The music of the film, while promoting a sense of otherness, does so mainly using guttural animalistic noises and drumbeats, emphasising the 'primitive' nature of the films chief characters. The budget for this film also appears to have been small, based largely on the fact that the earthquake at the start is features a series of about five polystyrene boulders falling unconvincingly down a hill, and that the costumes seem to consist of as little material as humanly possible.
Compared to the book, the film is, in my opinion, inferior. It doesn't absorb you in the same way as the book does, it has nothing like the levels of complexity and you can't form the same kinds of attachment and empathy for the characters in an hour and a half as you can in the days or weeks over which you might read the novel. But there is something to be said for the medium of visual representation. Unlike when reading a book, where the characters exist only in your mind's eye and it might be easy to forget that Creb or Iza is in fact a Neanderthal, in the film you are constantly reminded of their different appearance and this contrasts well with their strikingly familiar behaviour.
In sum, this film is far better than my pessimistic expectations predicted, but it is still far-removed from such archaeological classics as Indiana Jones. However, it does take on a difficult period of prehistory and portray the main characters on that prehistoric stage in an intriguing manner that challenges our preconceived notions. If you want an archaeologist's night-in, something to make you laugh and occasionally cringe, and something perhaps in the future to allow you to have a little more sympathy for the Neanderthal way of life, then this film could be the one for you. Just don't start citing it in essays about Neanderthal social organisation or I will not be responsible for consequences... ## SummaryConverting such a rich novel as Clan of the Cave Bear onto the silverscreen would have been a mammoth undertaking. So many different factors have to be taken into account, and things are always lost in translation. There are scenes that would have perhaps been too expensive or technical to shoot, such as the mammoth hunt scene.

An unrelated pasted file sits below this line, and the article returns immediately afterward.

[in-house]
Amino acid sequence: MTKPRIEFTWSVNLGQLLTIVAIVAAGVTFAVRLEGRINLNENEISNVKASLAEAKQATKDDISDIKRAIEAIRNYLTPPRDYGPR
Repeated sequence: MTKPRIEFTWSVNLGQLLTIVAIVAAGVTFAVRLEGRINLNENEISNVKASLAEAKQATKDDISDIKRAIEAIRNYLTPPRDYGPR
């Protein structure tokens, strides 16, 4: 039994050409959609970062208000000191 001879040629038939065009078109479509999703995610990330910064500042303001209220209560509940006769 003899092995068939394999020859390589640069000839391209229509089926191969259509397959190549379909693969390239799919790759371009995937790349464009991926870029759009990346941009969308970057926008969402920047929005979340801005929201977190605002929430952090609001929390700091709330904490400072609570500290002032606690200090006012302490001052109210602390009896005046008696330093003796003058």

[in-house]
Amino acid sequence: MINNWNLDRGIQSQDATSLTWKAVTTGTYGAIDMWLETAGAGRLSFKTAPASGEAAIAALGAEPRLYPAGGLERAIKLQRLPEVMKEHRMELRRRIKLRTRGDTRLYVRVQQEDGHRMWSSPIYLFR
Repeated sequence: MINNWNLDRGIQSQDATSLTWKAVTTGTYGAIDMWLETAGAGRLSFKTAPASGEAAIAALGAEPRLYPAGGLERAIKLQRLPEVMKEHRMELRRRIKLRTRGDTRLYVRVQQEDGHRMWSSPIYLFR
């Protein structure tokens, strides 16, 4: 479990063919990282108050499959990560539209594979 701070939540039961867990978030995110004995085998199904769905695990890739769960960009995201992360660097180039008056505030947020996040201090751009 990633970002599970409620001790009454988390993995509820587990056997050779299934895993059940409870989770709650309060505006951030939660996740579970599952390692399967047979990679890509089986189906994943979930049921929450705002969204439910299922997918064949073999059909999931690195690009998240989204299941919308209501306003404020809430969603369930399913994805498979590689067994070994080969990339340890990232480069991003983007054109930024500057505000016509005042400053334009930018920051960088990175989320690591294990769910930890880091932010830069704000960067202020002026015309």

If you loved the novel, the film may well serve to bring back those parts you loved best, or maybe even force you back to it to check whether something really happened. Only the pivotal moments make it, and there are times where the producers have decided to exercise a little executive creativity. In market that is relatively uncrowded, the Clan of the Cave Bear stands up well to similar films in its genre. A personal favourite is the 'Quest for Fire', and I would highly recommend it to anyone with even a vague interest in prehistory or Neanderthals.
We hope your next archaeological movie night branches out from the Mummy and Indiana Jones and will leave you with a little piece of trivia. The young Broud, who we see strutting about in Clan of the Cave Bear was played by Joey Cramer, best known as David from Flight of the Navigator... If that doesn't get you down to the nearest video rental shop, I don't know what will.
- Gamble, C (2003) Timewalkers: the prehistory of global colonization. Stroud: Sutton Publishing.
- Hill, K. (2002) 'Altruistic Cooperation During Foraging by the Ache, and the Evolved Human Predisposition to Cooperate'. Human Nature 13, 105-128.
- Sørenson, B. (2009) 'Energy use by Eem Neanderthals'. Journal of Archaeological Science 36, 2201-2205.